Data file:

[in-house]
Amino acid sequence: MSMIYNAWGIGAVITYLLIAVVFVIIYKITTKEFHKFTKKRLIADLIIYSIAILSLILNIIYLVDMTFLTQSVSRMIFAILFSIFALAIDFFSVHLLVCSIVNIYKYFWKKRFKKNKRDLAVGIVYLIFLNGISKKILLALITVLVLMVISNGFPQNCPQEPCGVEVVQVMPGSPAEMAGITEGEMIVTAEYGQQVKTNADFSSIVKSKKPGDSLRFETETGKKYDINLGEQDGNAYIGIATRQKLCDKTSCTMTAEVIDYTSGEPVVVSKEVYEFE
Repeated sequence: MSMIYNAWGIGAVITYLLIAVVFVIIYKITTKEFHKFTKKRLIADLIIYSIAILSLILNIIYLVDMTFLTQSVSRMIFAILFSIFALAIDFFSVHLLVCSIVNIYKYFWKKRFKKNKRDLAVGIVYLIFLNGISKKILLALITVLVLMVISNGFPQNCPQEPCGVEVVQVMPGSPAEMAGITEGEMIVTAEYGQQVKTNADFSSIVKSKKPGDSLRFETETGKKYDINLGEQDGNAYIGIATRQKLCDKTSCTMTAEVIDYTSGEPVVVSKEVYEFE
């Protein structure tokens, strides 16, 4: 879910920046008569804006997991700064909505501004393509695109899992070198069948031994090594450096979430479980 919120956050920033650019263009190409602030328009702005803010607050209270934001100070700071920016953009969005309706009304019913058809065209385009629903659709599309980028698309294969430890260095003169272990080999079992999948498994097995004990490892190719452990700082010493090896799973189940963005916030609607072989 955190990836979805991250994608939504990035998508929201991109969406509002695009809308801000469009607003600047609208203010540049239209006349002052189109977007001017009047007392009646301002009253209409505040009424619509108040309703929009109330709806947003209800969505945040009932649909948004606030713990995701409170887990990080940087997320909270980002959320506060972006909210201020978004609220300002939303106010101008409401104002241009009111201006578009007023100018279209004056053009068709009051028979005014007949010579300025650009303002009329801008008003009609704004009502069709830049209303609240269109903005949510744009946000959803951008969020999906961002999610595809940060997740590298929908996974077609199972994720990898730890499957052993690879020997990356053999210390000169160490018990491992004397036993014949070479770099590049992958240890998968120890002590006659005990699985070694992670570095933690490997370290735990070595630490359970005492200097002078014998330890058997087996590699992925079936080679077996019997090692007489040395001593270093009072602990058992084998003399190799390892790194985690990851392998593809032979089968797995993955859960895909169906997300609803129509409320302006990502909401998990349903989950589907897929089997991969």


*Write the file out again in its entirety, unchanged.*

[in-house]
Amino acid sequence: MSMIYNAWGIGAVITYLLIAVVFVIIYKITTKEFHKFTKKRLIADLIIYSIAILSLILNIIYLVDMTFLTQSVSRMIFAILFSIFALAIDFFSVHLLVCSIVNIYKYFWKKRFKKNKRDLAVGIVYLIFLNGISKKILLALITVLVLMVISNGFPQNCPQEPCGVEVVQVMPGSPAEMAGITEGEMIVTAEYGQQVKTNADFSSIVKSKKPGDSLRFETETGKKYDINLGEQDGNAYIGIATRQKLCDKTSCTMTAEVIDYTSGEPVVVSKEVYEFE
Repeated sequence: MSMIYNAWGIGAVITYLLIAVVFVIIYKITTKEFHKFTKKRLIADLIIYSIAILSLILNIIYLVDMTFLTQSVSRMIFAILFSIFALAIDFFSVHLLVCSIVNIYKYFWKKRFKKNKRDLAVGIVYLIFLNGISKKILLALITVLVLMVISNGFPQNCPQEPCGVEVVQVMPGSPAEMAGITEGEMIVTAEYGQQVKTNADFSSIVKSKKPGDSLRFETETGKKYDINLGEQDGNAYIGIATRQKLCDKTSCTMTAEVIDYTSGEPVVVSKEVYEFE
């Protein structure tokens, strides 16, 4: 879910920046008569804006997991700064909505501004393509695109899992070198069948031994090594450096979430479980 919120956050920033650019263009190409602030328009702005803010607050209270934001100070700071920016953009969005309706009304019913058809065209385009629903659709599309980028698309294969430890260095003169272990080999079992999948498994097995004990490892190719452990700082010493090896799973189940963005916030609607072989 955190990836979805991250994608939504990035998508929201991109969406509002695009809308801000469009607003600047609208203010540049239209006349002052189109977007001017009047007392009646301002009253209409505040009424619509108040309703929009109330709806947003209800969505945040009932649909948004606030713990995701409170887990990080940087997320909270980002959320506060972006909210201020978004609220300002939303106010101008409401104002241009009111201006578009007023100018279209004056053009068709009051028979005014007949010579300025650009303002009329801008008003009609704004009502069709830049209303609240269109903005949510744009946000959803951008969020999906961002999610595809940060997740590298929908996974077609199972994720990898730890499957052993690879020997990356053999210390000169160490018990491992004397036993014949070479770099590049992958240890998968120890002590006659005990699985070694992670570095933690490997370290735990070595630490359970005492200097002078014998330890058997087996590699992925079936080679077996019997090692007489040395001593270093009072602990058992084998003399190799390892790194985690990851392998593809032979089968797995993955859960895909169906997300609803129509409320302006990502909401998990349903989950589907897929089997991969």